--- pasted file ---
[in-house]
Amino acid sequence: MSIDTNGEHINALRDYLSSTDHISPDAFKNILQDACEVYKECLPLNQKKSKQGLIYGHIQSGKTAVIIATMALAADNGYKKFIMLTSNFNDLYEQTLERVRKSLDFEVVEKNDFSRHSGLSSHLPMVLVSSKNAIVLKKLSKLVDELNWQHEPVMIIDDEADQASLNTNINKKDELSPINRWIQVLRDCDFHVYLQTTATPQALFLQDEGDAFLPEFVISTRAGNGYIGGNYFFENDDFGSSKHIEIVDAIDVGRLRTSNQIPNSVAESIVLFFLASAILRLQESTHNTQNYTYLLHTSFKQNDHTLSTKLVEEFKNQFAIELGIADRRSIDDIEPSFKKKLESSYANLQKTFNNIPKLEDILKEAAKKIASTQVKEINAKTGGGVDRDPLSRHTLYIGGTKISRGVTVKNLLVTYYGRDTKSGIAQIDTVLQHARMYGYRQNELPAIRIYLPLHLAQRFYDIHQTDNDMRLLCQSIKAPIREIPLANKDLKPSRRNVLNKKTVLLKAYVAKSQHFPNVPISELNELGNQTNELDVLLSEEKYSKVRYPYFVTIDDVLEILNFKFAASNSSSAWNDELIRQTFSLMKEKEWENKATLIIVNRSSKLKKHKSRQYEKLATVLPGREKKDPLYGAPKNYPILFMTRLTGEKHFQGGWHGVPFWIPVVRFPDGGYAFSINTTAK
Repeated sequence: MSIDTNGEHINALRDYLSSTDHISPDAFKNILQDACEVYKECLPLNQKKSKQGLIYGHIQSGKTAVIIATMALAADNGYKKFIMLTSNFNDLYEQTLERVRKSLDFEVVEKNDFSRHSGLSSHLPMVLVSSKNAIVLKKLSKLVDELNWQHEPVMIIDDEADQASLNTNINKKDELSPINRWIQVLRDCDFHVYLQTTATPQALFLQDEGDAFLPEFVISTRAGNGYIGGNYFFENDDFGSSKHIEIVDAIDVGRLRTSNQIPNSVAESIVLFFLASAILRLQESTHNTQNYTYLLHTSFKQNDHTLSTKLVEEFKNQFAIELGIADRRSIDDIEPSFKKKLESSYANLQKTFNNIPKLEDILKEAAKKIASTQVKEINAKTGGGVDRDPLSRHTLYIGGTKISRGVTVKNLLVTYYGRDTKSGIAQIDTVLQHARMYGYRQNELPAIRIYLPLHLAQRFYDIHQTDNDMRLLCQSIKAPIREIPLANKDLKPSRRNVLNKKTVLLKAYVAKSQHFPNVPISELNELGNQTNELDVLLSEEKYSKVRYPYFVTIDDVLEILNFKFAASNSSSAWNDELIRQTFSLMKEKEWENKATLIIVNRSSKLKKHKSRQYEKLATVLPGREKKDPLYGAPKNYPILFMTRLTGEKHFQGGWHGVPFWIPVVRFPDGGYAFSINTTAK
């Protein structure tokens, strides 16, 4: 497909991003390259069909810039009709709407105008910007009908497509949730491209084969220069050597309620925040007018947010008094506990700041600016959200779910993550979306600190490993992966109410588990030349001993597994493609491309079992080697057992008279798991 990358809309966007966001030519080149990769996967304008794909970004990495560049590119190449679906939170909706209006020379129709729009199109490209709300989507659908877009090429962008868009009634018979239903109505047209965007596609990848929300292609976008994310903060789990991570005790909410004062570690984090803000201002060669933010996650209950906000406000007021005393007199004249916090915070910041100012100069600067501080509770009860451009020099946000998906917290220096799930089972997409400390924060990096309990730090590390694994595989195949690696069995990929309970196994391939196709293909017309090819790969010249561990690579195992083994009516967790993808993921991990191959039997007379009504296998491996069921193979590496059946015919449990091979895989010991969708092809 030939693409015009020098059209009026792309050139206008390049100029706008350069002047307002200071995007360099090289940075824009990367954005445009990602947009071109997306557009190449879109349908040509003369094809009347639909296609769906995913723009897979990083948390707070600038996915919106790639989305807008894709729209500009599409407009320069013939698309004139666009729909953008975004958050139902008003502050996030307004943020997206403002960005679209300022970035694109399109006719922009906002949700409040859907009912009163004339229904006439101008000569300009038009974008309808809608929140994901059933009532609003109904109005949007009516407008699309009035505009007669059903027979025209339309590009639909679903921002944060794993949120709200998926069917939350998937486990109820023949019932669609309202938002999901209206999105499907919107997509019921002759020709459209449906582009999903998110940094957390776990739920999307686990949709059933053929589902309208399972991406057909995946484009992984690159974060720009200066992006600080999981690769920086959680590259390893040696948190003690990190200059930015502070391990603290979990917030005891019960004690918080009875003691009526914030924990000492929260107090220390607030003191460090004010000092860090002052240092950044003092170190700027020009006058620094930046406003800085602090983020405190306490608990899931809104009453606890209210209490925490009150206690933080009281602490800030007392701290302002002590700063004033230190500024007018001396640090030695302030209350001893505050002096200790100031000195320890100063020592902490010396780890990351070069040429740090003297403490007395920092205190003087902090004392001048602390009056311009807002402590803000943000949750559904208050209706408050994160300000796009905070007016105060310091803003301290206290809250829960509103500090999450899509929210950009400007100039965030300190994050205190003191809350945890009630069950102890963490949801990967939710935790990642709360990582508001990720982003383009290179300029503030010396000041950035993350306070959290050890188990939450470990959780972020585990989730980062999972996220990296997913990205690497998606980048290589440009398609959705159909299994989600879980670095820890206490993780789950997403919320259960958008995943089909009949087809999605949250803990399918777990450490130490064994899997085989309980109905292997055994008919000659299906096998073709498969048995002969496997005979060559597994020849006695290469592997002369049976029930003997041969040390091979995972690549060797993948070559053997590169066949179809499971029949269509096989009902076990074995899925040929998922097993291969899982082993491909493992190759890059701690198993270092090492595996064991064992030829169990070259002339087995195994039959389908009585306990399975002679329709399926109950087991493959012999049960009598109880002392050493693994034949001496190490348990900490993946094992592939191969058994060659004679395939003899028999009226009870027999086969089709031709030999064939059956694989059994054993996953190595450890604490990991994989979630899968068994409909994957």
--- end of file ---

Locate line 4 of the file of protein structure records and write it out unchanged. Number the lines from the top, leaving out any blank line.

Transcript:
């Protein structure tokens, strides 16, 4: 497909991003390259069909810039009709709407105008910007009908497509949730491209084969220069050597309620925040007018947010008094506990700041600016959200779910993550979306600190490993992966109410588990030349001993597994493609491309079992080697057992008279798991 990358809309966007966001030519080149990769996967304008794909970004990495560049590119190449679906939170909706209006020379129709729009199109490209709300989507659908877009090429962008868009009634018979239903109505047209965007596609990848929300292609976008994310903060789990991570005790909410004062570690984090803000201002060669933010996650209950906000406000007021005393007199004249916090915070910041100012100069600067501080509770009860451009020099946000998906917290220096799930089972997409400390924060990096309990730090590390694994595989195949690696069995990929309970196994391939196709293909017309090819790969010249561990690579195992083994009516967790993808993921991990191959039997007379009504296998491996069921193979590496059946015919449990091979895989010991969708092809 030939693409015009020098059209009026792309050139206008390049100029706008350069002047307002200071995007360099090289940075824009990367954005445009990602947009071109997306557009190449879109349908040509003369094809009347639909296609769906995913723009897979990083948390707070600038996915919106790639989305807008894709729209500009599409407009320069013939698309004139666009729909953008975004958050139902008003502050996030307004943020997206403002960005679209300022970035694109399109006719922009906002949700409040859907009912009163004339229904006439101008000569300009038009974008309808809608929140994901059933009532609003109904109005949007009516407008699309009035505009007669059903027979025209339309590009639909679903921002944060794993949120709200998926069917939350998937486990109820023949019932669609309202938002999901209206999105499907919107997509019921002759020709459209449906582009999903998110940094957390776990739920999307686990949709059933053929589902309208399972991406057909995946484009992984690159974060720009200066992006600080999981690769920086959680590259390893040696948190003690990190200059930015502070391990603290979990917030005891019960004690918080009875003691009526914030924990000492929260107090220390607030003191460090004010000092860090002052240092950044003092170190700027020009006058620094930046406003800085602090983020405190306490608990899931809104009453606890209210209490925490009150206690933080009281602490800030007392701290302002002590700063004033230190500024007018001396640090030695302030209350001893505050002096200790100031000195320890100063020592902490010396780890990351070069040429740090003297403490007395920092205190003087902090004392001048602390009056311009807002402590803000943000949750559904208050209706408050994160300000796009905070007016105060310091803003301290206290809250829960509103500090999450899509929210950009400007100039965030300190994050205190003191809350945890009630069950102890963490949801990967939710935790990642709360990582508001990720982003383009290179300029503030010396000041950035993350306070959290050890188990939450470990959780972020585990989730980062999972996220990296997913990205690497998606980048290589440009398609959705159909299994989600879980670095820890206490993780789950997403919320259960958008995943089909009949087809999605949250803990399918777990450490130490064994899997085989309980109905292997055994008919000659299906096998073709498969048995002969496997005979060559597994020849006695290469592997002369049976029930003997041969040390091979995972690549060797993948070559053997590169066949179809499971029949269509096989009902076990074995899925040929998922097993291969899982082993491909493992190759890059701690198993270092090492595996064991064992030829169990070259002339087995195994039959389908009585306990399975002679329709399926109950087991493959012999049960009598109880002392050493693994034949001496190490348990900490993946094992592939191969058994060659004679395939003899028999009226009870027999086969089709031709030999064939059956694989059994054993996953190595450890604490990991994989979630899968068994409909994957």